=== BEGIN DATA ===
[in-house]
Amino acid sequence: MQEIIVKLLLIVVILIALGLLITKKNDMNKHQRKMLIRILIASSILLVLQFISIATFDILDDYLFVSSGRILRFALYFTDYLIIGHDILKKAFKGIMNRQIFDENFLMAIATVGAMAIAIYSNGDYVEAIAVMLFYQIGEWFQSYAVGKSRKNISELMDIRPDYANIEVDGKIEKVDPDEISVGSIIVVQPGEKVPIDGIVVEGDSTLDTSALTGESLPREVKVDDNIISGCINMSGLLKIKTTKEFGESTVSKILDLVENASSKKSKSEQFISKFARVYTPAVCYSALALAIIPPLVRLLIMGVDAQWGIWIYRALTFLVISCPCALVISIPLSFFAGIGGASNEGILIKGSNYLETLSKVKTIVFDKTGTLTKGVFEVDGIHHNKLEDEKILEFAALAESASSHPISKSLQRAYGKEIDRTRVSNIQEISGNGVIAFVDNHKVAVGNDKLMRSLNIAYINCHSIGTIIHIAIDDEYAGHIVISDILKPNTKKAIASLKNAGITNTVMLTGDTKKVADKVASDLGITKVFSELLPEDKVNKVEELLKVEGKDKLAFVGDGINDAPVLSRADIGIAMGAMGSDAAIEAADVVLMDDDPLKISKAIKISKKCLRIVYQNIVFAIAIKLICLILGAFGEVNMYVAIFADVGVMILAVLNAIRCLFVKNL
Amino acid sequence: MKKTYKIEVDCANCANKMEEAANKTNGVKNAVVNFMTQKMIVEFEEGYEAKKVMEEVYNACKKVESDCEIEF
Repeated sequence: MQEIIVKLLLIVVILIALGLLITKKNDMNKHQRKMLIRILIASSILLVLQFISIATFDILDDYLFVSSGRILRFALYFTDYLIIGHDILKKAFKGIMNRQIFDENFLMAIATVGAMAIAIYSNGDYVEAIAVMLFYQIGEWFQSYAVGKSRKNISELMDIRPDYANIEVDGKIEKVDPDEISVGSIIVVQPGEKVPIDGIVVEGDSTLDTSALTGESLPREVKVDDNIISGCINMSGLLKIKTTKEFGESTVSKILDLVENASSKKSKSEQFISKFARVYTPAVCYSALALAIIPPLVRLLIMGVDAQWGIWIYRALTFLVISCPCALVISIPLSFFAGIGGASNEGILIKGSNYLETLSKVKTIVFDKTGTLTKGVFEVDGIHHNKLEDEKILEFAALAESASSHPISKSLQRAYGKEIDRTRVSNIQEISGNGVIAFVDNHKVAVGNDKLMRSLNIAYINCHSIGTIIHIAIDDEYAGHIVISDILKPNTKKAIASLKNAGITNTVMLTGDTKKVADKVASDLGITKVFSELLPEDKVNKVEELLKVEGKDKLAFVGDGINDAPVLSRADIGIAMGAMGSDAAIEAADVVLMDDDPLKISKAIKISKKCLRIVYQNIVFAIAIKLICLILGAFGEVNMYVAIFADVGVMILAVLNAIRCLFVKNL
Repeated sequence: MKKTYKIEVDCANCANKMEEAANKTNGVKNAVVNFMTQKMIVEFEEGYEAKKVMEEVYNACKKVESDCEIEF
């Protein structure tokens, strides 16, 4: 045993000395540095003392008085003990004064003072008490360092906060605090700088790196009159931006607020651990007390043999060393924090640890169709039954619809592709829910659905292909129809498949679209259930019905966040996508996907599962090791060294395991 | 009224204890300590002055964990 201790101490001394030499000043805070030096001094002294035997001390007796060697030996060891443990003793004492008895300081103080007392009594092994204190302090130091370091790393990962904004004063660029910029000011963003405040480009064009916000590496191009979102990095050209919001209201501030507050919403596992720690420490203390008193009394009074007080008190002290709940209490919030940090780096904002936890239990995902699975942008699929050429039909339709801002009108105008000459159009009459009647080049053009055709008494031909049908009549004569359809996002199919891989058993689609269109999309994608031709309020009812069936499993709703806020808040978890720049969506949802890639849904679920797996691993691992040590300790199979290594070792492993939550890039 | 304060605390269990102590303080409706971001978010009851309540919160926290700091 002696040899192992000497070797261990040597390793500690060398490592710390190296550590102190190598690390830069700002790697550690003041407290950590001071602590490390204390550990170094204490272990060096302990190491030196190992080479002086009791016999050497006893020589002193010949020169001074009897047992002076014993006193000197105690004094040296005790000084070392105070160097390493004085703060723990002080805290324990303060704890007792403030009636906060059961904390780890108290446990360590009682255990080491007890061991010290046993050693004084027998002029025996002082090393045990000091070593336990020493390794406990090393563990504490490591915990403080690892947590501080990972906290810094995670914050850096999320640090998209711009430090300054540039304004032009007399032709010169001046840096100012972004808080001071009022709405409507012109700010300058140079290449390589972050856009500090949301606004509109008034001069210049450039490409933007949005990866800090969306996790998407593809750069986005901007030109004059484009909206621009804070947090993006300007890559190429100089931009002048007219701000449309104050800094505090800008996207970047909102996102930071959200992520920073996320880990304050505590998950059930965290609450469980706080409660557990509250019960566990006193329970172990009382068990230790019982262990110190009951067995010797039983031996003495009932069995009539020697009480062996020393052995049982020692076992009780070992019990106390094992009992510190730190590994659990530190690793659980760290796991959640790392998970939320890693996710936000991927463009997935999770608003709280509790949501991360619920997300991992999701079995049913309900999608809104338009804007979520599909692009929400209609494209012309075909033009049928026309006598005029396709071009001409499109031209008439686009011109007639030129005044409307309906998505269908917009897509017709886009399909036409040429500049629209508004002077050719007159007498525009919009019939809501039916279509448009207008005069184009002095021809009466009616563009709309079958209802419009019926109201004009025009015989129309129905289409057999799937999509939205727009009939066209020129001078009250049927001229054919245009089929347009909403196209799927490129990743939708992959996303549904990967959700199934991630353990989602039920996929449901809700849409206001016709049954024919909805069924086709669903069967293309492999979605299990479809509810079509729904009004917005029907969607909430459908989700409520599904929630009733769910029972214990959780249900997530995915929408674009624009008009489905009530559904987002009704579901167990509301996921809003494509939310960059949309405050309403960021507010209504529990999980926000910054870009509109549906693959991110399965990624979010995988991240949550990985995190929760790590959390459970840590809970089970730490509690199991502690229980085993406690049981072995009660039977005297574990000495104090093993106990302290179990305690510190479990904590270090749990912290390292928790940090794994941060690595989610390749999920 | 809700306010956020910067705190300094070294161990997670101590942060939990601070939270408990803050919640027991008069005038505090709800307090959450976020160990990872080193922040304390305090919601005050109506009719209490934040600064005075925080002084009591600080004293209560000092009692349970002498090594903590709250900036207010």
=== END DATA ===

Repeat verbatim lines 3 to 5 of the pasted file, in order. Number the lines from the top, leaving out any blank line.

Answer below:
Amino acid sequence: MKKTYKIEVDCANCANKMEEAANKTNGVKNAVVNFMTQKMIVEFEEGYEAKKVMEEVYNACKKVESDCEIEF
Repeated sequence: MQEIIVKLLLIVVILIALGLLITKKNDMNKHQRKMLIRILIASSILLVLQFISIATFDILDDYLFVSSGRILRFALYFTDYLIIGHDILKKAFKGIMNRQIFDENFLMAIATVGAMAIAIYSNGDYVEAIAVMLFYQIGEWFQSYAVGKSRKNISELMDIRPDYANIEVDGKIEKVDPDEISVGSIIVVQPGEKVPIDGIVVEGDSTLDTSALTGESLPREVKVDDNIISGCINMSGLLKIKTTKEFGESTVSKILDLVENASSKKSKSEQFISKFARVYTPAVCYSALALAIIPPLVRLLIMGVDAQWGIWIYRALTFLVISCPCALVISIPLSFFAGIGGASNEGILIKGSNYLETLSKVKTIVFDKTGTLTKGVFEVDGIHHNKLEDEKILEFAALAESASSHPISKSLQRAYGKEIDRTRVSNIQEISGNGVIAFVDNHKVAVGNDKLMRSLNIAYINCHSIGTIIHIAIDDEYAGHIVISDILKPNTKKAIASLKNAGITNTVMLTGDTKKVADKVASDLGITKVFSELLPEDKVNKVEELLKVEGKDKLAFVGDGINDAPVLSRADIGIAMGAMGSDAAIEAADVVLMDDDPLKISKAIKISKKCLRIVYQNIVFAIAIKLICLILGAFGEVNMYVAIFADVGVMILAVLNAIRCLFVKNL
Repeated sequence: MKKTYKIEVDCANCANKMEEAANKTNGVKNAVVNFMTQKMIVEFEEGYEAKKVMEEVYNACKKVESDCEIEF